Archives For Jonathan Merritt

 

  

This summer is shaping up to be an extraordinary season for new book releases! And to help you get ready, we are giving away advance review copies of three of the summer’s best books… 

 

One lucky winner will be chosen to receive a summer reading package that includes advance copies of the newest books (pictured above) by Rachel Held Evans, Jonathan Merritt, and Lisa Gungor.
 

Enter now to for your chance to win this package!

 
Prize Package Includes:

 

Enter now to win this package!

 (It’s as easy as 1, 2, 3!) :
 
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Listening, Looking, and Expectant

A Feature Review of

Jesus is Better Than You Imagined

Jonathan Merritt

Hardback: FaithWords, 2014
Buy now: [ Amazon ]  [ Kindle ]

Reviewed by Rachel Marie Stone

Jonathan Merritt’s newest book, Jesus is Better Than You Imagined, falls into the emerging category of post-fundamentalist faith memoirs including Addie Zierman’s When We Were on Fire, Micha Boyett’s Found, and Rachel Held Evans’ Faith Unraveled. Like those books, Merritt’s is, as the title suggests, more a story about the emergence of a different kind of faith than the story of faith abandoned.

 

Does every generation need faith stories releasing them from legalism; opening hands and hearts to receive grace? Do Christians – and perhaps Protestants in particular – need to repeat regularly the call that Galatians had on Martin Luther so that we may remember afresh that our faith does not consist of or thrive on our own ability to follow the rules, regulations and mores that change in detail but not in their essential function, which is to delineate the borders beyond which one cannot go and still be considered Christian?

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Jonathan Merritt - A Faith of Our OwnFull of Hope for the Future of Christianity.

A Review of

A Faith of Our Own: Following Jesus Beyond the Culture Wars.

Jonathan Merritt.

Hardback: Faithwords, 2012.
Buy now:  [ Amazon ]  [ Kindle ]

Reviewed by Scott Elliott.

One of my favorite quotes is by David Lipscomb. He once wrote, “We are satisfied that voting does much more harm to the church than dancing does.” I love that quote because I believe it to be true, but also because it has probably been perceived differently by every generation since it was first written. The Christian generation before mine viewed dancing as a great evil, and voting as part of a Christian?s duty. Nowadays you would be hard pressed to find a Christian of my generation who believes in the evils of dancing, and voting is no longer an essential element of the Christian faith. This monumental change is documented in Jonathan Merritt?s new book, A Faith of Our Own.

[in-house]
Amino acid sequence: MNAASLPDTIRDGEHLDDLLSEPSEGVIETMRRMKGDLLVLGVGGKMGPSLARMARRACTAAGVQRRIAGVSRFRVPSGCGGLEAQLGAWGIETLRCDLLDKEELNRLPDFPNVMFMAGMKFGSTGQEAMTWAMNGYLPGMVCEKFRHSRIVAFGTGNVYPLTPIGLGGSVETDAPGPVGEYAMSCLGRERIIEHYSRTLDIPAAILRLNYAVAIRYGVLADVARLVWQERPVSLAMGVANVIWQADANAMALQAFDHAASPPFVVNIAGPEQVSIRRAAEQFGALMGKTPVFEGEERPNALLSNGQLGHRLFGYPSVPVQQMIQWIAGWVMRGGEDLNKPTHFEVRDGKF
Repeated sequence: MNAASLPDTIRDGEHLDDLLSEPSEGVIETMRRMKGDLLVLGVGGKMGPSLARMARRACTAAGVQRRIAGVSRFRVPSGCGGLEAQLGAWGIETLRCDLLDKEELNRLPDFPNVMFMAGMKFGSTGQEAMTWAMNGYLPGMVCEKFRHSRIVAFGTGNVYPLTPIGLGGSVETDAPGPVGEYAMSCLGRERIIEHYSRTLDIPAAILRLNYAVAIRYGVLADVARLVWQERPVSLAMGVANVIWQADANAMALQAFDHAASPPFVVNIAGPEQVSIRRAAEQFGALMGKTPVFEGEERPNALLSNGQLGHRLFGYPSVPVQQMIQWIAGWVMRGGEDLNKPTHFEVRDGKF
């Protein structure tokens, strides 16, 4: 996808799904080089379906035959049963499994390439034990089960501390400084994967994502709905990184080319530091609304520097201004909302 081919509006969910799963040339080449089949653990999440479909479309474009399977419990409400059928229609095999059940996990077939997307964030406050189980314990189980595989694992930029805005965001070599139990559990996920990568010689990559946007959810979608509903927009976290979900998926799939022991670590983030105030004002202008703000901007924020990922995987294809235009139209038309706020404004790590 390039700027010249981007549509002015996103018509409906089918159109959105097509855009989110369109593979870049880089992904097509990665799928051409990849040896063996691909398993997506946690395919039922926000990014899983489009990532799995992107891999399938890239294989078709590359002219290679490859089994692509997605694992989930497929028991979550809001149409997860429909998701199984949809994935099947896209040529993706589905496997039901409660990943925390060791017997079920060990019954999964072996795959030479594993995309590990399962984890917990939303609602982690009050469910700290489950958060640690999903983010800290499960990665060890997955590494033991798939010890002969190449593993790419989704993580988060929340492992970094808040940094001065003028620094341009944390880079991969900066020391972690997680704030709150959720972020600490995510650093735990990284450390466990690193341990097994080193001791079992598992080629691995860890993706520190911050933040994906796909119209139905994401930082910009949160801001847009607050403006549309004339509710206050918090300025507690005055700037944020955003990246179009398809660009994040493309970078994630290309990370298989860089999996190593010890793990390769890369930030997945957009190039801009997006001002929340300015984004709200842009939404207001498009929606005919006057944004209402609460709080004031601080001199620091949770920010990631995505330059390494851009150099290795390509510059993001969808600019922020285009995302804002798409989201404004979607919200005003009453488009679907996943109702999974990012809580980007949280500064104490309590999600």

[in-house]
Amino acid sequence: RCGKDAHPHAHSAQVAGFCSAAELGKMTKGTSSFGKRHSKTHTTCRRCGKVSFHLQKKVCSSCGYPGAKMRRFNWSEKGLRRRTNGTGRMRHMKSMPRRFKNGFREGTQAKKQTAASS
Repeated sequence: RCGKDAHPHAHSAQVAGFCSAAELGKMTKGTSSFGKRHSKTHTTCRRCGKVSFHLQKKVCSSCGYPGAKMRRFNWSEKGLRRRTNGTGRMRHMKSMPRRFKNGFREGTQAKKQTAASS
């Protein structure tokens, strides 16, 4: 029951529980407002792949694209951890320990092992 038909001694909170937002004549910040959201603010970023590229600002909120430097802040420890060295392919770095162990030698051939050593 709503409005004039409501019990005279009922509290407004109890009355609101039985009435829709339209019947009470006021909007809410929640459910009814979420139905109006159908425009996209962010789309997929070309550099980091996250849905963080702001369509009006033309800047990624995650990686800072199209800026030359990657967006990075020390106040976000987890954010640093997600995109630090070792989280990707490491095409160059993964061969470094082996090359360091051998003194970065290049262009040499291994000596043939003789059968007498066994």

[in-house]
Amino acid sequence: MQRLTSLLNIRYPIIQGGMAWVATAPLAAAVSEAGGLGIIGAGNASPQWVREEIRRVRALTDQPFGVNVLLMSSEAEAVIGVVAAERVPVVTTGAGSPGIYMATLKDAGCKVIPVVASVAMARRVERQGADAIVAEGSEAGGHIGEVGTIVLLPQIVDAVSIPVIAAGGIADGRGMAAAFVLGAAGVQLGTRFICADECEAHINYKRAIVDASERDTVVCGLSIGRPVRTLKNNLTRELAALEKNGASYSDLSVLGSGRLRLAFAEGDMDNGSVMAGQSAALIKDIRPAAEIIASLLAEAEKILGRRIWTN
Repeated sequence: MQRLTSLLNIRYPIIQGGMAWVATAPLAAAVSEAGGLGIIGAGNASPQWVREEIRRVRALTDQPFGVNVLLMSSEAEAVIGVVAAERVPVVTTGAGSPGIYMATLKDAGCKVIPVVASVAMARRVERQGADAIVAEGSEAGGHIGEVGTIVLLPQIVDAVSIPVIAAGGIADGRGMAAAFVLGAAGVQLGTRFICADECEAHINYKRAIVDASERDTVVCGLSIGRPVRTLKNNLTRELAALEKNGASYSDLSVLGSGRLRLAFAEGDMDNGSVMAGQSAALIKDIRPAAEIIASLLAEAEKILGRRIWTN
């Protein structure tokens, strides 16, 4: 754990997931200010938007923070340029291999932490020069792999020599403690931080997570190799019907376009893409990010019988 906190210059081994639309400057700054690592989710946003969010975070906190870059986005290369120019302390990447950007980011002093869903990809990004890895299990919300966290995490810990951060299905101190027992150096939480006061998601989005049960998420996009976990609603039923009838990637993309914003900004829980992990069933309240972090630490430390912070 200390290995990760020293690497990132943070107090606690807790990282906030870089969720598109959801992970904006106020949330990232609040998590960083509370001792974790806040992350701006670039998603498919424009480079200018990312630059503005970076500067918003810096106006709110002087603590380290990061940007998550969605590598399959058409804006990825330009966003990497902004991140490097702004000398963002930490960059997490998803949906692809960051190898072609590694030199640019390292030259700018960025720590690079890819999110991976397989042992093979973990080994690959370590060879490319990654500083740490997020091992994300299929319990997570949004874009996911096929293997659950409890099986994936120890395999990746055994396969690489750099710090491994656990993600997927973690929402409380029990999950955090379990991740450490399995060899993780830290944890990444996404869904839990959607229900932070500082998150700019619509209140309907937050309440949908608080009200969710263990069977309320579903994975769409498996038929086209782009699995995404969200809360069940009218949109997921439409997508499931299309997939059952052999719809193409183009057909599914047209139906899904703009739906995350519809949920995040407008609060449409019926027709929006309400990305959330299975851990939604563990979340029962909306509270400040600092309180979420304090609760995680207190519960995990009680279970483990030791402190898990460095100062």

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GREEN LIKE GOD - Jonathan MerrittWe are giving away five copies of Jonathan Merritt’s new book Green Like God.

How to enter to win:

  1. Announce the contest on Twitter, Facebook or your blog:
    The Englewood Review (@ERBks ) is giving away 5 copies of GREEN LIKE GOD by Jonathan Merritt.  Enter here: http://ow.ly/1y33e
  2. (IMPORTANT!) Post a comment to this announcement with your name and a link to your post for #1.   We will choose our winner from among those who have left comments.
  3. You may enter one time per day for the duration of the contest.
  4. We will pick a winner at random from the eligible contestants and notify them this weekend.

The contest will end at 4PM ET on Friday April 23rd.


Excerpt from

GREEN LIKE GOD:
Unlocking the Divine Plan for Our Planet.
Jonathan Merritt
.
Hardback: FaithWords, 2010.
Buy Now: [ ChristianBook.com ]


A South Jersey farmer visited New York City not too long ago and took a tour of the Big Apple with a friend.  They were standing in New York’s theatre district just off Broadway during the rush of the day.  Car engines were roaring, people were shouting, feet were shuffling, and horns were honking.  The wide-eyes farmer stopped and asked his buddy, “Do you hear that cricket?”

His companion wondered how the farmer possibly heard the song of such a miniscule insect.

The farmer remained still, likely squinting his eyes and straining his ears.  He slowly took steps up an alleyway, motioning for his friend to follow.  Finally, the farmer turned and looked down to see a tiny cricket hiding in the cracks of a brick building.

How did the farmer hear its faint music?  The farmer’s ears were sensitive to the cricket’s melodies, having heard them many nights back on the farm.  He was primed to listen to the sound.  In the same way we must open all our senses to God around us.

The air we breathe, the water we drink, the food we eat:  they miraculously bring us life day in and day out.  We put seeds in the ground and somehow they grow into edible bounty—corn and what and rice.  In the most simplistic yet fascinating cycle, water condenses in clouds and rain falls to the ground.  It accumulates on mountaintops and flows down rivers into lakes.  This happens each and every year with no prodding from us whatsoever.  Without words, it is as if God is murmuring, “I am here and I will provide for you.”  The beauty of a sunset or the majesty of a snow-tipped mountain peak seems to echo, “I am here and I want to communicate with you.”   (72-72)

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You can also read the book’s first chapter here: